• Intact alignment of skeletal structures, including bones, ligaments, and tendons, with no underlying arthrosis
  • Stable, mature scarring evident over all wound areas
  • Good strength in flexor and extensor muscles of the hand, as well as intact nerves to flexor muscles
  • Good passive range of motion (ROM) of affected tendons

Clinically, tenolysis is frequently offered if after a prolonged period of immobilization, passive flexion noticeably exceeds active flexion or if the patient exhibits a fixed contracture at a proximal interphalangeal (PIP) joint. [3] The exact period prior to undergoing tenolysis is up for debate, and every patient is unique, but it is generally accepted that flexor tenolysis is recommended after the patient has concluded passive and active range-of-motion exercises for at least 3 months and has reached a plateau of progress. [2]



Tenolysis is absolutely contraindicated in patients with active infection, motor-tendon problems secondary to denervation, and unstable underlying fractures requiring fixation and immobilization.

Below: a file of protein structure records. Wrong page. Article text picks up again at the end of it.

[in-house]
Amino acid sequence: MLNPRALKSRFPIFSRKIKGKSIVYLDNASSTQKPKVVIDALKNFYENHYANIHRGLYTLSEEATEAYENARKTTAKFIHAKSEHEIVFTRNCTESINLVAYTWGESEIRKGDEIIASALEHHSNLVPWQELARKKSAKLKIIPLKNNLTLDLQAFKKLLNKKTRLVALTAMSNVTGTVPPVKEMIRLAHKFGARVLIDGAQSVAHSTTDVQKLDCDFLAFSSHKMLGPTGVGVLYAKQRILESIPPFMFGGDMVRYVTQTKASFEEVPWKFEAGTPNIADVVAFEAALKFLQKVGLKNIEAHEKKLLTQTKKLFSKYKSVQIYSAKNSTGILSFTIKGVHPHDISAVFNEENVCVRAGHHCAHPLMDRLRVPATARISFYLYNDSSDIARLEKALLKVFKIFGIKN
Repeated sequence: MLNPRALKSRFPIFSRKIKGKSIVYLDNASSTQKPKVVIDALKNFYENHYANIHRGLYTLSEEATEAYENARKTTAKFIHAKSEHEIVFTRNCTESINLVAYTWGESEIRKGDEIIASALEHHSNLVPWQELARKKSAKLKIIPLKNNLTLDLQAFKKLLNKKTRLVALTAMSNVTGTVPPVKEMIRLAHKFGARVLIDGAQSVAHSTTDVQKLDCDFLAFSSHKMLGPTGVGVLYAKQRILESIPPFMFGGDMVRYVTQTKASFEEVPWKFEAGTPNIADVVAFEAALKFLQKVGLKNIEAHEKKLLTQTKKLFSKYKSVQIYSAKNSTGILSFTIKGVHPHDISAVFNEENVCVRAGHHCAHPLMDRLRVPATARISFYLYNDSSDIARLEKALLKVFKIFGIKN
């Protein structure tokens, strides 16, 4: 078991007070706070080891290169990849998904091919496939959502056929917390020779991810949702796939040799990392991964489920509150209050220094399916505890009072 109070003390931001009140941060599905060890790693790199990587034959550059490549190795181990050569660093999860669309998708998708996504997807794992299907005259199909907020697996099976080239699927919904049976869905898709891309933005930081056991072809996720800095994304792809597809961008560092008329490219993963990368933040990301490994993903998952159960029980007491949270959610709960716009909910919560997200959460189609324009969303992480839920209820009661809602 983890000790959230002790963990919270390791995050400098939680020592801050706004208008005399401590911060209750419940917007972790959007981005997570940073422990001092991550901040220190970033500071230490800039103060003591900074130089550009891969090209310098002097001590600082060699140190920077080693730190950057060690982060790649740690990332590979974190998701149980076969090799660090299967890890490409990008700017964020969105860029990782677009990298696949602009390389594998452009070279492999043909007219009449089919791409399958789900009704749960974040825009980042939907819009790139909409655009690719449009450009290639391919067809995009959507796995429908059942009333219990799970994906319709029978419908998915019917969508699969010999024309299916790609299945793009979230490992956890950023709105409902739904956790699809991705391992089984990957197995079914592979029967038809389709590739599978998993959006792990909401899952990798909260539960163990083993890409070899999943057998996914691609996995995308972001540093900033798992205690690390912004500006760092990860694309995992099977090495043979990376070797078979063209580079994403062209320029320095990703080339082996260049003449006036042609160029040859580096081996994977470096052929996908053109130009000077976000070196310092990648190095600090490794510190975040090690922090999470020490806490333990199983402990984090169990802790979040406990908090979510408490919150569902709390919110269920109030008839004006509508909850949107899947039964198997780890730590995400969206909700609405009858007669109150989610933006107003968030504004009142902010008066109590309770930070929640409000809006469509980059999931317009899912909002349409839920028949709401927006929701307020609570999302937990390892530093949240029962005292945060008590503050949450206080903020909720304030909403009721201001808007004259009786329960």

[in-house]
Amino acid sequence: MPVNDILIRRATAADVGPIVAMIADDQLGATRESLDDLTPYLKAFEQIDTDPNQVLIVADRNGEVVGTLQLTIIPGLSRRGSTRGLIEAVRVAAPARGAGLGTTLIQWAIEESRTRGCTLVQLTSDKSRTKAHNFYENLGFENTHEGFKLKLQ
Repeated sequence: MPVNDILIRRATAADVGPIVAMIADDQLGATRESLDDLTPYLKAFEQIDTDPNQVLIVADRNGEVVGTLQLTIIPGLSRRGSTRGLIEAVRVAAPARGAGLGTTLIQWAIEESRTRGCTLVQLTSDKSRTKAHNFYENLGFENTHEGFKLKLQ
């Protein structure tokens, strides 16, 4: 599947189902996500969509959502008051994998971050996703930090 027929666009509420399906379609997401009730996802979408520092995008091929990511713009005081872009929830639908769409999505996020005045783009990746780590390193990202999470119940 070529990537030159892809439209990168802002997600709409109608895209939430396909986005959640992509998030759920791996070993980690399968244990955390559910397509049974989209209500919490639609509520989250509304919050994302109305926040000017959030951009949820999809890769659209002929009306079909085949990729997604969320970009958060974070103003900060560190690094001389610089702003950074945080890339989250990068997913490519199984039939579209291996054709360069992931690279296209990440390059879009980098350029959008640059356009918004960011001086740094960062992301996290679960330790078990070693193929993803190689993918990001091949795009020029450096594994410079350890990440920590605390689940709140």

Relative contraindications include extensive adhesions, immature previous scars, and severe posttraumatic underlining arthrosis.


Technical Considerations


Two tendons contribute to active flexion of a finger: the tendon from the flexor digitorum profundus (FDP) muscle and the tendon from the flexor digitorum superficialis (FDS) muscle (see the image below). Both tendons attach to each finger. Both are enclosed within an enclosed tendon sheath called a theca. The tendons connect the muscle bodies in the forearm with the fingers in the hand, passing through the carpal tunnel at the wrist.

Flexor tendons with attached vincula. FDS, flexor Flexor tendons with attached vincula. FDS, flexor digitorum superficialis; FDP, flexor digitorum profundus.

Tendons from the FDS insert on the base of the middle phalanx of each finger to flex the finger at the metacarpophalangeal (MCP) and PIP joints. The FDP inserts into the base of the distal phalanx and flexes the finger at the MCP, PIP, and distal interphalangeal (DIP) joints. Not all fingers are capable of independent movement in every individual, because the tendons from the FDP are usually connected proximal to the individual fingers, the only common exception being the tendon to the index finger.